Team jerseys rarely come with a discount. They can cost $120 to $200. This is the time to alert grandparents to the wish list. They can purchase gift certificates to major distributors and online soccer sites for special occasions like birthdays and graduations. There are off-brand replica possibilities for several teams, but rarely for Premier League teams and players. Online auction sites might offer jerseys, albeit discontinued styles, for a bargain. The same holds true for warm-ups. These specialized jerseys shouldn’t be impulse buys. Also consider less expensive official team training jerseys. They aren’t as fancy but come in all the team colors and designs. They can run as low as $50, a much more palatable price for a young family. Saving these purchases, which aren’t necessary to play the game, for significant moments will make them more meaningful and let our kids know that focusing on their development is the important point of spending money. However, I will agree that kids find validation in their sports’ choices by identifying with particular teams and players. Since soccer’s popularity is still evolving in America, finding those factors that make a kid feel proud are important. The cheapest way to do that is by supporting them at their games, attending high school, college and professional games as a family, and watching games on TV. Creating the bonds between parent and child also creates the pride in the sport and the child’s participation in the sport.          

Soccer balls make me crazy. First of all, hundreds of thousands of skillful players grew up kicking a can, a melon, a threadbare ball or a piece of wood. So paying over $50 for any soccer ball seems ridiculously extravagant. Then I’ll ask you how many soccer balls your child has lost over the years? I bought a 2006 World Cup ball for nearly $200 for my boys with strict orders it was not to be used for practice. One week later it was lost in the canal behind the Marquette University fields because they brought it to US Youth Soccer ODP practice. UGH! Unless you are in the business of collecting sports memorabilia, there’s no need for such fancy expensive balls. I have found great balls for $3 at Goodwill and kept a huge supply in the trunk for practices and games. Often these balls were selected as the game ball because they were actually quite good. Invest in two good pumps — one for the garage and one for the trunk — and then three or four inexpensive balls. Kids can claim a fancy ball, but when it comes down to it, balls become communal once they hit the pitch, so there’s no need to help a teammate go home with your expensive treasure. Occasionally, high schools and colleges may sell or give away their old balls, so that’s worth a phone call to the appropriate athletic directors.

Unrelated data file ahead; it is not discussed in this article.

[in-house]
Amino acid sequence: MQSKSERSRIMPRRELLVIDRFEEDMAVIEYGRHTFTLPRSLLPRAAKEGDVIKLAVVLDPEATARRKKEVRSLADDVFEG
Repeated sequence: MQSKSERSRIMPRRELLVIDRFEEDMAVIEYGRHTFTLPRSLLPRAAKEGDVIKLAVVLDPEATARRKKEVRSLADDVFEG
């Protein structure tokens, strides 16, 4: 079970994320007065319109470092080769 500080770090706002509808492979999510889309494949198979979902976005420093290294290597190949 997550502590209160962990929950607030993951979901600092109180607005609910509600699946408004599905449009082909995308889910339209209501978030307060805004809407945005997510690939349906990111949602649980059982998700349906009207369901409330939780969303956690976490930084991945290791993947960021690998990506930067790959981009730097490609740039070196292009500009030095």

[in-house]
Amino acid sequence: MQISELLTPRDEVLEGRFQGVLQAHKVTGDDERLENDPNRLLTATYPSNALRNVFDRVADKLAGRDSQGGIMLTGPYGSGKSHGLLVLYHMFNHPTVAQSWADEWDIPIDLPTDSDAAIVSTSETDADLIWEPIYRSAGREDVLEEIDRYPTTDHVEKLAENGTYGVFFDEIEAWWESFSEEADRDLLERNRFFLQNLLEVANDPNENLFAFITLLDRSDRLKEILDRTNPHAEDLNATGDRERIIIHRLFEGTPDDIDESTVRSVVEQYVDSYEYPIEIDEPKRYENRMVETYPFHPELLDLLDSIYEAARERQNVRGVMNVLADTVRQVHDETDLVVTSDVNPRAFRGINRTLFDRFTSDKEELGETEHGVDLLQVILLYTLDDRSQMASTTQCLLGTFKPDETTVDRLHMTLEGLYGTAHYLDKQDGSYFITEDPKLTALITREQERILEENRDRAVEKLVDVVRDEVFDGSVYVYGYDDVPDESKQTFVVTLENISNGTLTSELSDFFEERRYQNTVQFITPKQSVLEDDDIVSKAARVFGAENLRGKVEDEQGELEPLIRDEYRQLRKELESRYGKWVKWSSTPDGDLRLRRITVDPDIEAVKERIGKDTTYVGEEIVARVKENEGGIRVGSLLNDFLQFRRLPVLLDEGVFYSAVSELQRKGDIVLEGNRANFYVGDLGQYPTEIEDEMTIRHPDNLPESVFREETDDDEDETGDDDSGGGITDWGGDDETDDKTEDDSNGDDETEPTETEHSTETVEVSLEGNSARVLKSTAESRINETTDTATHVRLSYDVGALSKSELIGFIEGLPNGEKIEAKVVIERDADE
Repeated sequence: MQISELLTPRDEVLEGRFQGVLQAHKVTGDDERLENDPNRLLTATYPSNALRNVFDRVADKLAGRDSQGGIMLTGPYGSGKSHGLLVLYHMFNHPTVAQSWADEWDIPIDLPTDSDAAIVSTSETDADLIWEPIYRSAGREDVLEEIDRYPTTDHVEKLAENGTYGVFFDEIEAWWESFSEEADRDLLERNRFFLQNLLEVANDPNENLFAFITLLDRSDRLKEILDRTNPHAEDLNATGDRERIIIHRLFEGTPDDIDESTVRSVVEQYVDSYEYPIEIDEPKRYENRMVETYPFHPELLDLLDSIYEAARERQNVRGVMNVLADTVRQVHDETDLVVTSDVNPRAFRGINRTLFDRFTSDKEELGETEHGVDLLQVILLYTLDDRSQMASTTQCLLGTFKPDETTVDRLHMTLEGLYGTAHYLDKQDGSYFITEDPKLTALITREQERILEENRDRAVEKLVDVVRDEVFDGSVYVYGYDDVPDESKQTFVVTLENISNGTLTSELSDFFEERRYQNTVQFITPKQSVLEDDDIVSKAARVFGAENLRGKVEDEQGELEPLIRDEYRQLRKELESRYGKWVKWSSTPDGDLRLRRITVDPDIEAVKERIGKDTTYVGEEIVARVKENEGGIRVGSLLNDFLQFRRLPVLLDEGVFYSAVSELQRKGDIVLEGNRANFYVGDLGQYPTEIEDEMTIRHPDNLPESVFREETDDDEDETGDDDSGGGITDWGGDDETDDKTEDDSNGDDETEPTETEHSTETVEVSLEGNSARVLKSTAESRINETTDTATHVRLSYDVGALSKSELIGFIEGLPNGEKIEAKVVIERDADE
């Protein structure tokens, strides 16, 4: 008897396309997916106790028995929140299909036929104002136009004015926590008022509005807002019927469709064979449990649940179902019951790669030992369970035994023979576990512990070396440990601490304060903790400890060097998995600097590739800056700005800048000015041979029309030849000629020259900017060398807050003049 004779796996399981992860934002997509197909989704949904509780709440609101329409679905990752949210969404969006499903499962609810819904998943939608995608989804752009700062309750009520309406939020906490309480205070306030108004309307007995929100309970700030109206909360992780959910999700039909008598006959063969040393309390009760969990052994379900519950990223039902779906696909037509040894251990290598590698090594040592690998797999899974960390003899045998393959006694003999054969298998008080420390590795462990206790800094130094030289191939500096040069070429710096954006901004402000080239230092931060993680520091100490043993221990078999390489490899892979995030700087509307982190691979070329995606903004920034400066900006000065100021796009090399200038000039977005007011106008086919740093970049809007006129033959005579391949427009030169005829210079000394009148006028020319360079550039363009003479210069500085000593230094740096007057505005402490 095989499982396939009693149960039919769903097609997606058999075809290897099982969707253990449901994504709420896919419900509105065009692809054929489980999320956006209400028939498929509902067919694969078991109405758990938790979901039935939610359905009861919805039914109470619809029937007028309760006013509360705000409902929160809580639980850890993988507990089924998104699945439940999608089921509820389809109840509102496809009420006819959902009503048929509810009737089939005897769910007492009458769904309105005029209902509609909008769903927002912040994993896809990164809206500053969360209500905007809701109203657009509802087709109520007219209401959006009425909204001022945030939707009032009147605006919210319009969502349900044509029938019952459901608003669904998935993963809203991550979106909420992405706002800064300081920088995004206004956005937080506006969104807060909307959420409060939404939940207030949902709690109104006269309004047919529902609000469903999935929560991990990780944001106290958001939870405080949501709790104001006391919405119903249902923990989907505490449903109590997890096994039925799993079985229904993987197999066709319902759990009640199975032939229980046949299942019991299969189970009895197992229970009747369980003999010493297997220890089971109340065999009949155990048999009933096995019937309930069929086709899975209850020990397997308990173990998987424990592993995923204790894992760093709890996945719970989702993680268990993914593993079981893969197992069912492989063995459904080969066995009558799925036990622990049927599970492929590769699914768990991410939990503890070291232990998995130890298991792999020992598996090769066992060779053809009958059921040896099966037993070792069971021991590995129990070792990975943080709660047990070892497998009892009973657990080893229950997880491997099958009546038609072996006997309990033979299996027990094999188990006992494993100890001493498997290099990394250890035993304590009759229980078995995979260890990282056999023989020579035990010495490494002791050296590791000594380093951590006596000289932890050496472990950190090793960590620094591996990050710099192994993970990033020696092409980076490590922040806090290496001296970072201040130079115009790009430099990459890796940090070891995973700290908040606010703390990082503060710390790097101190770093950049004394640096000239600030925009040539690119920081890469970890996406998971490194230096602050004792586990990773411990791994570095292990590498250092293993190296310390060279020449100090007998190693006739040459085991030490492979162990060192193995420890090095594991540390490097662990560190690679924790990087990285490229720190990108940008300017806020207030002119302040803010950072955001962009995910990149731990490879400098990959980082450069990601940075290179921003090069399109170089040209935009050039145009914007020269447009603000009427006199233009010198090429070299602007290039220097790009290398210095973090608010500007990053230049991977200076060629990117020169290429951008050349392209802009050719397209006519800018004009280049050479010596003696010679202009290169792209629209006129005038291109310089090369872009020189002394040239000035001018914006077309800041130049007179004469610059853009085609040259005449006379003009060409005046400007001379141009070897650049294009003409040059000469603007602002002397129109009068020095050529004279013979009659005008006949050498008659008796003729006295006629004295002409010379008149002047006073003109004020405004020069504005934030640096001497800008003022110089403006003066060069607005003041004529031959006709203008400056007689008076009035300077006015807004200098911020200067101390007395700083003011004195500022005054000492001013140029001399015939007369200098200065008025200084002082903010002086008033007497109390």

Today, I’m addressing the issue of my son’s shoes the way I always have. I set a budget and if he wants to go over it, then that’s up to him. I did the research, and, for half the price, I found the same shoes just a half ounce heavier with a slightly different color scheme. He’s trying to save for a car and the insurance to cover it, so having flashy cleats will steal away from having a serviceable car. We’ll see what he opts to do. When all else fails, I return to the speech he hates, but knows is true. I put 10 pennies on the table which each represent $100. Then we look at choices he has to make every day with his limited budget. It’s a tangible representation of the budget none of us want to acknowledge constrains us. A lot of pennies skittered off to the side for rent, car payment, car insurance and food — leaving just one to represent anything vaguely “disposable income,” a term I scoff at. I feel like all we do in the year is dispose of our income and rarely for something fun and extra. That remaining penny also had to cover any emergency and any savings. Looking at the pile of pennies at first seems comforting and sufficient; pulling them out one by one shows how transient his finances actually are. He hates the penny demo, but he also appreciates how it reminds him to stay focused on what is really important. I’m hoping cleats with the coolest gradations of orange are less important in the grand scheme of things.

Comments (0)